As mentioned before, Knoxville is the home of the University of Tennessee, the state’s most well-known university. This, while not a huge economic boon, gives the city a great deal of prestige as well as ensuring that its residents have convenient and dependable access to opportunities for higher education.
In addition to Knoxville’s thriving academic community, the city also has a very active cultural and arts scene that has come to prominence in recent years. The leadership of the city has for decades been proactively artists with grants, scholarships, and other government subsidies that allow them to more fully follow their passion, creating a friendly environment for arts and culture.
Moving to Knoxville, Tennessee
Let’s say you’re thinking of moving to Knoxville TN. You’ve made a good choice! There are a ton of reasons why Knoxville might just be the perfect place for you, from its excellent job market to its exceptionally affordable housing. The city isn’t perfect by any means, but we think Knoxville is a great place to live all the same. Let’s get into it!
The housing market in Knoxville TN
Let’s start with one of Knoxville’s most attractive attributes: its housing market! Knoxville is home to one of the most accessible markets in the state, with great investment value on top of that as well. If you’re in the market for a home but you’re limited by budget, then you’ll want to keep on reading!
Let’s start with the median home price in Knoxville, which is currently just slightly higher than $210,000. This places homes in Knoxville far lower than most other cities of comparable population and establishes it as a great place for lower budget home buyers. But that’s not all; if you’re an investor, keep reading!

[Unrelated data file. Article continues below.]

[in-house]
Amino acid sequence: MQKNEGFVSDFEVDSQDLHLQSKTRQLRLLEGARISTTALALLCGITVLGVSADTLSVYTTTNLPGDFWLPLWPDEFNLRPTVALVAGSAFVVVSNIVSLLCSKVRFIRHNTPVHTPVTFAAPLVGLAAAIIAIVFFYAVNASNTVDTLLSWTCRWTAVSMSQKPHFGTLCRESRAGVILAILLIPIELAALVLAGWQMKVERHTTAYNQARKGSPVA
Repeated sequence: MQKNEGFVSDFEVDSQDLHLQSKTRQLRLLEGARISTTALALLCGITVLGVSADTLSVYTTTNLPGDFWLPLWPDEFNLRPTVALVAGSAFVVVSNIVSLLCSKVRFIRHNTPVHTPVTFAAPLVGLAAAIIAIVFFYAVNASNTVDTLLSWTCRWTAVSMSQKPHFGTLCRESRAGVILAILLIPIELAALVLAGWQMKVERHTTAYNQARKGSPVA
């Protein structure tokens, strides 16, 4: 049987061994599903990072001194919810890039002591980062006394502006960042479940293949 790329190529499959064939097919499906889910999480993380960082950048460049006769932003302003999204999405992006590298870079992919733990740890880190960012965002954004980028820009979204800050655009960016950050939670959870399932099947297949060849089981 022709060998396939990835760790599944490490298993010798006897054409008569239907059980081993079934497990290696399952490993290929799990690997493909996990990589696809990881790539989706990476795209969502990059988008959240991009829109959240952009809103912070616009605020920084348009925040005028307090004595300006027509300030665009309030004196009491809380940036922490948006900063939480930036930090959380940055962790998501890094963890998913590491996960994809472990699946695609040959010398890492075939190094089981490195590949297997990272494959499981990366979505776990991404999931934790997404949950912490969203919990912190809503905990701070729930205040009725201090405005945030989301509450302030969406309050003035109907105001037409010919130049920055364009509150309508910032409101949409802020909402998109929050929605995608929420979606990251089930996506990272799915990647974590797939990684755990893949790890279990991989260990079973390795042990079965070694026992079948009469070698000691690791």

Furthermore, Knoxville has a great deal of investment potential. Although the median home value is fairly low, the city has exceptionally high appreciation rates, meaning that a home bought this year may sell for as much as 7% more the following year. This appreciation rate can mostly be attributed to the town’s growing population, which seems to be trending upward and should be for the foreseeable future.
For renters, things are also fairly favorable, with an average rent price of just over $1,000 a month, with apartments in some neighborhoods going for as low as $750 a month. While these aren’t the lowest rates you’ll find in any city across the country, they’re still far more attractive than the astronomical rent prices in cities like New York or Chicago.
If you’re interested in purchasing a home in Knoxville, you’ll want to contact the local real estate agents in Knoxville TN. These skilled, experienced real estate professionals know exactly what they’re doing, and they’re the best people you could have helping you if you’re in the market for a home.
Job market in Knoxville
If you’re in need of work after moving to Knoxville, then we’ve got good news for you: the job market here is booming! There is a wide variety of jobs available, and the local economy doesn’t depend exclusively on any one industry for its success. If you’re in the market for work, you’ve made a good choice!